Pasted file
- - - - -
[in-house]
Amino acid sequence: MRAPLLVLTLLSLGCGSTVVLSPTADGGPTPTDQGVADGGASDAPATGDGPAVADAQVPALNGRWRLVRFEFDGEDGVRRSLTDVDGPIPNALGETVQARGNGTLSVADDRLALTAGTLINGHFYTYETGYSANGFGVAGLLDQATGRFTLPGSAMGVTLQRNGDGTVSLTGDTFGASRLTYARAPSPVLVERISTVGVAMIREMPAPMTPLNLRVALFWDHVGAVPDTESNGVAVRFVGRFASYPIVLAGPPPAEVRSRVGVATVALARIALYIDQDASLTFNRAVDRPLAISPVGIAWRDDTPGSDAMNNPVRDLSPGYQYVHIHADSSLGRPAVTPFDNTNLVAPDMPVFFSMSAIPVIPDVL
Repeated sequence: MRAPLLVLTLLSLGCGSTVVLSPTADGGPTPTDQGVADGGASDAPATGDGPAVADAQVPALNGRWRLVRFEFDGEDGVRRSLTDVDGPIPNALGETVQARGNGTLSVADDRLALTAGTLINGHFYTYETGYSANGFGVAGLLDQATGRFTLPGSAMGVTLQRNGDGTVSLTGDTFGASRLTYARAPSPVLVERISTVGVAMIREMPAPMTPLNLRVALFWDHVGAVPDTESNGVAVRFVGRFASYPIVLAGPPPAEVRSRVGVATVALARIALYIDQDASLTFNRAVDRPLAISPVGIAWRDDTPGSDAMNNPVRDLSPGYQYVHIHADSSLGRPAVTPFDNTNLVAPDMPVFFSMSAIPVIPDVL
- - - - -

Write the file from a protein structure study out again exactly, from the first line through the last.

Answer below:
[in-house]
Amino acid sequence: MRAPLLVLTLLSLGCGSTVVLSPTADGGPTPTDQGVADGGASDAPATGDGPAVADAQVPALNGRWRLVRFEFDGEDGVRRSLTDVDGPIPNALGETVQARGNGTLSVADDRLALTAGTLINGHFYTYETGYSANGFGVAGLLDQATGRFTLPGSAMGVTLQRNGDGTVSLTGDTFGASRLTYARAPSPVLVERISTVGVAMIREMPAPMTPLNLRVALFWDHVGAVPDTESNGVAVRFVGRFASYPIVLAGPPPAEVRSRVGVATVALARIALYIDQDASLTFNRAVDRPLAISPVGIAWRDDTPGSDAMNNPVRDLSPGYQYVHIHADSSLGRPAVTPFDNTNLVAPDMPVFFSMSAIPVIPDVL
Repeated sequence: MRAPLLVLTLLSLGCGSTVVLSPTADGGPTPTDQGVADGGASDAPATGDGPAVADAQVPALNGRWRLVRFEFDGEDGVRRSLTDVDGPIPNALGETVQARGNGTLSVADDRLALTAGTLINGHFYTYETGYSANGFGVAGLLDQATGRFTLPGSAMGVTLQRNGDGTVSLTGDTFGASRLTYARAPSPVLVERISTVGVAMIREMPAPMTPLNLRVALFWDHVGAVPDTESNGVAVRFVGRFASYPIVLAGPPPAEVRSRVGVATVALARIALYIDQDASLTFNRAVDRPLAISPVGIAWRDDTPGSDAMNNPVRDLSPGYQYVHIHADSSLGRPAVTPFDNTNLVAPDMPVFFSMSAIPVIPDVL